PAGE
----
Reactivity I: A Foundation-Level Course for Both Majors and Nonmajors in Integrated Organic, Inorganic, and Biochemistry ~ Chris P. Schaller, Kate J. Graham, Brian J. Johnson, T. Nicholas Jones, and Edward J. McIntee

Reactivity II: A Second Foundation-Level Course in Integrated Organic, Inorganic, and Biochemistry ~ Chris P. Schaller, Kate J. Graham, Edward J. McIntee, T. Nicholas Jones, and Brian J. Johnson

Importance of Non-technical Skills

Anne E. Kondo and Justin D. Fair reveal in Insight into the Chemistry Skills Gap: The Duality between Expected and Desired Skills that companies value effective teamwork and communication skills. These non-technical skills can be achieved when a strong foundation of interprofessional skills has been taught and applied in scientific settings, such as through undergraduate research.

Periodic Table

Clarifying Atomic Weights: A 2016 Four-Figure Table of Standard and Conventional Atomic Weights ~ Tyler B. Coplen, Fabienne Meyers, and Norman E. Holden

Technetium: The First Radioelement on the Periodic Table ~ Erik V. Johnstone, Mary Anne Yates, Frederic Poineau, Alfred P. Sattelberger, and Kenneth R. Czerwinski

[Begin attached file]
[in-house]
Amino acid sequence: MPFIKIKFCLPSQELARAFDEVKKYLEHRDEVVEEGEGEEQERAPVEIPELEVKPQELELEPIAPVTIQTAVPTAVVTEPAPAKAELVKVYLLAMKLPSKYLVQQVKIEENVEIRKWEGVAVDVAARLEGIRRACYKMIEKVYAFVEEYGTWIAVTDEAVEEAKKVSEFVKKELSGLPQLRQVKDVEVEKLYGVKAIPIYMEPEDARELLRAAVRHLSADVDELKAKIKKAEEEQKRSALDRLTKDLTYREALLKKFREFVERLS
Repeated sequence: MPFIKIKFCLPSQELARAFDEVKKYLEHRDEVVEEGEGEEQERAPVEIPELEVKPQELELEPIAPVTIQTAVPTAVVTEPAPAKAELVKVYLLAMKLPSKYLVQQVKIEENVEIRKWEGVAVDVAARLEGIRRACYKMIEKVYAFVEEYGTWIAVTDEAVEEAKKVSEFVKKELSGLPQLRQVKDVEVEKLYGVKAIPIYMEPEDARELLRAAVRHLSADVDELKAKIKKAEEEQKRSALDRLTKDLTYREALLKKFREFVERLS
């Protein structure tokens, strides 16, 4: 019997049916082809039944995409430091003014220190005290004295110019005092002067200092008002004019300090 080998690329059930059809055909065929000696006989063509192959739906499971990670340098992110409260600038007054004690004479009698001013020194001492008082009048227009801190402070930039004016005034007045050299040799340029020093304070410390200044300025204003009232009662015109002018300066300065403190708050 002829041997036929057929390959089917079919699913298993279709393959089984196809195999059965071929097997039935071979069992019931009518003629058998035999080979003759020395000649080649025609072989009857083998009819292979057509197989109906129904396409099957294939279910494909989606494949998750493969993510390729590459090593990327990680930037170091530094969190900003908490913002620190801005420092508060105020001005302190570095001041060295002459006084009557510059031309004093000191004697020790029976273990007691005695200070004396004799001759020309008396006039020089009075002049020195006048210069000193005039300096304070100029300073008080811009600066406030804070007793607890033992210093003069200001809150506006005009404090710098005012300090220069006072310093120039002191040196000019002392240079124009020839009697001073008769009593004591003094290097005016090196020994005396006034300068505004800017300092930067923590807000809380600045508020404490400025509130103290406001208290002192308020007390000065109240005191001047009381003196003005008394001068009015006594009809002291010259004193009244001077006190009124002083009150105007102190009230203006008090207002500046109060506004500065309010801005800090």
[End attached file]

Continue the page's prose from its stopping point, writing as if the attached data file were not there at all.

Heterocyclic Compounds

Synthesis and Characterization of 2-Phenylimidazo[1,2-a]pyridine: A Privileged Structure for Medicinal Chemistry by Brandi S. Santaniello, Matthew J. Price, and James K. Murray, Jr. describes a straightforward hetrocyclic synthesis. The authors point out that heterocyclic compounds, in particular N-heterocycles, are pervasive in compounds of medicinal and biological interest, as revealed in:

A Graphical Journey of Innovative Organic Architectures That Have Improved Our Lives ~ Nicholas A. McGrath, Matthew Brichacek, and Jon T. Njardarson

An In-Pharm-ative Educational Poster Anthology Highlighting the Therapeutic Agents That Chronicle Our Medicinal History ~ Elizabeth A. Ilardi, Edon Vitaku, and Jon T. Njardarson

Teaching Resources

Understanding Chemical Equilibrium: The Role of Gas Phases and Mixing Contributions in the Minimum of Free Energy Plots ~ J. Pablo Tomba

Interactive Simulations To Support Quantum Mechanics Instruction for Chemistry Students ~ Antje Kohnle, Cory Benfield, Georg Hähner, and Mark Paetkau